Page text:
Review : Marianne Faithfull - Horses and High Heels
HitthefloorI’m the only Hit The Floor contributor that can actually remember the young, quiver-voiced Marianne Faithfull singing ‘As Tears Go By’ back in 1964. Is that voice still there I wanted to know, no it’s not. It’s long gone and been replaced by a scorched-earth, lean me against a piano or mike stand and I’ll still sing type voice.
The blurb says she’s “The Godmother of Goth, emblem of the night, both doomed romantic and ultimate bohemian survivor” and they’re probably right. How she survived the 60′s & 70′s is more luck than judgement, but she did and this is her 23rd solo album. Thirteen tracks but only four are originals, ‘ Why did we have to part?’, ‘Prussian Blue’, ‘Horses and High Heels’ and ‘Eternity’ featuring a sampled Arabian-jazz flourish recorded in Morocco by Brian Jones in 1968.
My favourite cover has to be Carol Kings classic ‘Goin Back’, but it’s no Dusty Springfield I’m afraid. Other highlights, not many, but I do like ‘Horses and High Heels’ with it’s Irish folk feel and ‘Eternity’ with it’s percussive back beat. I also quite liked ‘Gee Baby’.
Is it worth buying? well it’s certainly worth a listen. If you don’t mind the fact that Ms Faithfull can’t sing anymore the overall sound is not bad if you like layed back and unconventional. She states in the blurb that the songs are about now, but there is a definate late 60′s early 70′s rock/blues/jam feel to many of the tracks....full text
BbcMany so-called UK blues or folk singers would die for the authentic, lived-in singing voice of Marianne Faithfull. Or, to put it more succinctly, many so-called UK blues or folk singers would literally die if they tried to follow in the footsteps of this iconic survivor. For many of her contemporaries, the end of the 60s meant little more than a hangover and a change of haircut, but for the author of Sister Morphine it meant the entire, catastrophic collapse of her life. By the end of 1970 she was a homeless heroin and cocaine addict living rough on the streets of Soho after losing custody of her child and having suffered the awful accusation of being the primary cause of her own mother’s suicide attempt.
When she finally starting piecing her life back together, some snide reviews claimed that she had "permanently vulgarized" her voice. But really she had the equipment she needed to make her grand statement, 1979’s jaw dropping Broken English – a truly astonishing album, despite the terrible cost she paid in order to be able to make it.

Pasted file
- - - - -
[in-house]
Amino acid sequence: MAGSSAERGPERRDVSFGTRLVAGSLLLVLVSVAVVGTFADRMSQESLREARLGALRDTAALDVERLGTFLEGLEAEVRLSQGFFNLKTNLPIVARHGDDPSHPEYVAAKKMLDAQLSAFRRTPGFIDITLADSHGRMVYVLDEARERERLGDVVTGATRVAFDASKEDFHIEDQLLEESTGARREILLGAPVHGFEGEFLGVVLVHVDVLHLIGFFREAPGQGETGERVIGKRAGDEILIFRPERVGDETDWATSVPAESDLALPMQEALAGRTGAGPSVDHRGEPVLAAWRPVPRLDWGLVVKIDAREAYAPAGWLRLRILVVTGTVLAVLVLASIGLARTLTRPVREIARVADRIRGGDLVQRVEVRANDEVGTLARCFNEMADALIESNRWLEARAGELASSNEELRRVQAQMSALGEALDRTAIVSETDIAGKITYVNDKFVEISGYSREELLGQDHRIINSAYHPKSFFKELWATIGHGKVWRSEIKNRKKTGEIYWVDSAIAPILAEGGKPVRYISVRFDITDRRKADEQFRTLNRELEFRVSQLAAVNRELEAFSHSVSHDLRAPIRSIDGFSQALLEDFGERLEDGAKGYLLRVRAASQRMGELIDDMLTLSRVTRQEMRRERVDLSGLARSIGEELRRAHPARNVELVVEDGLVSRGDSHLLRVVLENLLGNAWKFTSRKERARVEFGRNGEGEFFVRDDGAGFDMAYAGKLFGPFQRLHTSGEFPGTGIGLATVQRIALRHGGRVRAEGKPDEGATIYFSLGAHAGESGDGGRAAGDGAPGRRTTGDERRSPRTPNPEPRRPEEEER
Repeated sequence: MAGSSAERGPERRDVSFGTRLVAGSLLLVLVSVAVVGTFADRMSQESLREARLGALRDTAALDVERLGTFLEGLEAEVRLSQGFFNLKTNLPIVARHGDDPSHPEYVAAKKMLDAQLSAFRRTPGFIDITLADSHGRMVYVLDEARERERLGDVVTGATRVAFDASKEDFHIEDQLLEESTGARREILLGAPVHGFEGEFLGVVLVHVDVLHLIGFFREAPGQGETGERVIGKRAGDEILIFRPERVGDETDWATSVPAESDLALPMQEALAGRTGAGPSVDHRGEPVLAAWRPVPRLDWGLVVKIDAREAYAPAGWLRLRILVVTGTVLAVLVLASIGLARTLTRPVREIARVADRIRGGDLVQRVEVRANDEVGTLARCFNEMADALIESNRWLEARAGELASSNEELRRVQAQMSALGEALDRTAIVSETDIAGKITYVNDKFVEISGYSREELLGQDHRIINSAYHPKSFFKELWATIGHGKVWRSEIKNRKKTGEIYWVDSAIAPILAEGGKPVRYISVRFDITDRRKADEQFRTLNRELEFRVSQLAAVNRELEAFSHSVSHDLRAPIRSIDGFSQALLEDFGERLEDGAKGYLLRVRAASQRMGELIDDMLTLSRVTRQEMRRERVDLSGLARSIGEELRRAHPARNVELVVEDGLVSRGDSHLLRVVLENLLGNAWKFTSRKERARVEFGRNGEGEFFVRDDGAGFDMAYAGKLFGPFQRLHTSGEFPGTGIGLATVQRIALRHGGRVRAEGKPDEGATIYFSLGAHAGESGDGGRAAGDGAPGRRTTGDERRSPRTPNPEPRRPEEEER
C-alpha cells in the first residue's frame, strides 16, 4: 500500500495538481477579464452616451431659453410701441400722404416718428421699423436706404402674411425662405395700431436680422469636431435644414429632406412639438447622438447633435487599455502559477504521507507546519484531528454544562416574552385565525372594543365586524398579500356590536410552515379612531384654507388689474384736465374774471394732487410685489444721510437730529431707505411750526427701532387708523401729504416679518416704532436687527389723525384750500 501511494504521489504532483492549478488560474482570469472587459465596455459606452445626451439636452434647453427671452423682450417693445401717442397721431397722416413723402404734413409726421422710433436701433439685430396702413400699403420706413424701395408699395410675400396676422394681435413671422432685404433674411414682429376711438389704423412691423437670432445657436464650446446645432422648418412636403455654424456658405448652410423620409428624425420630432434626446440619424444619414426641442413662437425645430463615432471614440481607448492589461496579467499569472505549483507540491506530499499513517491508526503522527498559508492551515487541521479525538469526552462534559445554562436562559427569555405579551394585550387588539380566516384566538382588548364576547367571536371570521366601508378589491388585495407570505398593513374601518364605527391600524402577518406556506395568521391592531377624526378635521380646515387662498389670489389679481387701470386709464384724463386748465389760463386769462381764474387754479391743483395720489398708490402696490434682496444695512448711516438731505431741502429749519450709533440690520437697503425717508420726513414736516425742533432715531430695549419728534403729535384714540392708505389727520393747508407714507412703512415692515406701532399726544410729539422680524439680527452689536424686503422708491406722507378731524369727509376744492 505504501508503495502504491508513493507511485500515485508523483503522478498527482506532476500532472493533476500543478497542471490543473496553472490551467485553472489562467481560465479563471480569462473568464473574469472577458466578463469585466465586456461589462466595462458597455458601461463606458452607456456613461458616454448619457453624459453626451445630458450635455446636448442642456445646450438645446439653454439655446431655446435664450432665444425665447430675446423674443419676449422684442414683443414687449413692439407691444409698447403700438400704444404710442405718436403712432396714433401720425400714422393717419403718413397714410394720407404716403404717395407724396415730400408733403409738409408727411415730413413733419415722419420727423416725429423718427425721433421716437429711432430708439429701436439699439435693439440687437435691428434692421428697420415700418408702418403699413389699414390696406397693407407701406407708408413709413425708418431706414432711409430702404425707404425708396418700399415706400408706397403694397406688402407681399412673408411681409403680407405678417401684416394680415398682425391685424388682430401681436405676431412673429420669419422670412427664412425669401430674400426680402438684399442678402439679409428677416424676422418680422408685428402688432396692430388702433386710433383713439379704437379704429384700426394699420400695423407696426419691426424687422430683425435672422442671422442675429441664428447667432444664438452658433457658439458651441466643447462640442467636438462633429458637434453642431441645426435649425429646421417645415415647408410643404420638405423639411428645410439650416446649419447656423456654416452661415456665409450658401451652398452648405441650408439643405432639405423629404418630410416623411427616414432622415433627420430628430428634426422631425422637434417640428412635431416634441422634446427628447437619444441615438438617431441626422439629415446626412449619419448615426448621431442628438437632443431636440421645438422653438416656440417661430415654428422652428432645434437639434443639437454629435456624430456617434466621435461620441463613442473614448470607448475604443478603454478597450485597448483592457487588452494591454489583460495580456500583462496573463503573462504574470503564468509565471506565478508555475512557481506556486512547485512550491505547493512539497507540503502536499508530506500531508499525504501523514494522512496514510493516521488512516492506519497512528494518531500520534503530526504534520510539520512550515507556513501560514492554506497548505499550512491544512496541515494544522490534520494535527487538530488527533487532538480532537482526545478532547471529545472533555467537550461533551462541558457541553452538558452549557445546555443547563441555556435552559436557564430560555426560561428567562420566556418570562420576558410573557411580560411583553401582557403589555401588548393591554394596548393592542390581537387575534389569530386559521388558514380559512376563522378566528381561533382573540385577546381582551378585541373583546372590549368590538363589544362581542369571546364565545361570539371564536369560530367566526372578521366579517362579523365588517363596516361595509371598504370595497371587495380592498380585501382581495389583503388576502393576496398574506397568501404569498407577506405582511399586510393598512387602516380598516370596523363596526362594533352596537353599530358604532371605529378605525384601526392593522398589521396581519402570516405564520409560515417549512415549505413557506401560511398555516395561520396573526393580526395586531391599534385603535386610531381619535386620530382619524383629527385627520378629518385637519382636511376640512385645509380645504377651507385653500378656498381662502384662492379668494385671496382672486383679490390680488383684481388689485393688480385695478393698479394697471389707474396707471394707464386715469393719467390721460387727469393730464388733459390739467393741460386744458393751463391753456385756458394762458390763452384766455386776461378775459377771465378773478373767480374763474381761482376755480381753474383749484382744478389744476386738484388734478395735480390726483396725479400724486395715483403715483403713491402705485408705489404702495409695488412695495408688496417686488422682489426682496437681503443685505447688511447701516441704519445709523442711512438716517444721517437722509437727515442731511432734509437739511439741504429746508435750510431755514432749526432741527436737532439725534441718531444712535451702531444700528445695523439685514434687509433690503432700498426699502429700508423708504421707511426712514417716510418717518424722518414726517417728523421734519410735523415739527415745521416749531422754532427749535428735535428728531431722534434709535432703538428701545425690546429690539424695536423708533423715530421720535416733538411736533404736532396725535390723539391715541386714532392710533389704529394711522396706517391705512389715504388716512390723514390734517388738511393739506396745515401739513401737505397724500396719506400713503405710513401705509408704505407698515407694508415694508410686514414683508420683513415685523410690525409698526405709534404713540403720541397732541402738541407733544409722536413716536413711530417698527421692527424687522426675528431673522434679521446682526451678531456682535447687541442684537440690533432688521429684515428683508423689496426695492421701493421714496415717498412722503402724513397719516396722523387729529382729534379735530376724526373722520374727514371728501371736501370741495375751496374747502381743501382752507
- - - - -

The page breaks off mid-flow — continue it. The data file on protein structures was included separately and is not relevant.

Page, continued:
Horses and High Heels is her first record since covers collection Easy Come, Easy Go in 2009, and its mix of originals and standards shows that the 64-year-old singer has at least partially dealt with her writer’s block of recent years. There are few men or women of any age who could convincingly cover The Twilight Singers’ drug-ravaged hymn The Stations, but Ms Faithfull does without even stretching herself. Again her voice is ideal to cope with the rueful Carole King classic, Goin’ Back. To be honest though, this reviewer could have done with more of her own songs, such as the killer title-track and Why Did We Have to Part, instead of the pointless, cabaret-style schmaltz of Past, Present and Future....full text
PopmattersMarianne Faithfull’s last record,Easy Come, Easy Go (2008), was an ambitious double album of covers that featured an extraordinary roll call of guest artists and ranged widely through musical genres, finding space for songs by Dolly Parton, Black Rebel Motorcycle Club, Judee Sill, Duke Ellington, Morrissey, Espers, Merle Haggard and many more. In terms of quality control, Easy Come, Easy Go was, like much of Faithfull’s recorded output, an erratic release, one that lurched wildly from the sublime (Faithfull and Nick Cave tackling The Decemberists’ “The Crane Wife”) to the ridiculous (a truly bizarre cover of Bernstein/Sondheim’s “Somewhere (A Place For Us)” with Jarvis Cocker). But the album nonetheless generated a cumulative excitement as Faithfull and her collaborators somehow turned the record’s melange of folk, blues, jazz, country and contemporary rock songs into something resembling a cohesive statement. Uniting the diverse material was, of course, Faithfull’s distinctive smoky croak, with its strange, singular mixture of punky defiance, folky intimacy and Dietrich-esque hauteur.
Faithfull returns with a somewhat lower-key release in Horses and High Heels, her 23rd solo album. Produced again by Hal Willner and recorded in the New Orleans French Quarter, the record features four songs co-written by Faithfull and eight cover tracks, including a song written especially for her by the playwright Frank McGuinness. The roster of big-name collaborators has been significantly trimmed (oh, but wait! There’s Lou Reed on guitar! And Dr. John! And MC5’s Wayne Kramer!), but the album makes the most of the talents of some crack New Orleans musicians, including Carlo Nuccio on drums, George Porter Jr. on bass and Bob Andrews on keyboards. There’s a palpable Crescent City vibe to many of the tracks, and in its merging of blues, soul and rock influences, the record is close in spirit to an album such as Bettye LaVette’s contemporary classic I’ve Got My Own Hell to Raise (2005). One of Faithfull’s most consistently engaging releases, Horses and High Heels is strong enough to withstand that particular comparison....full text
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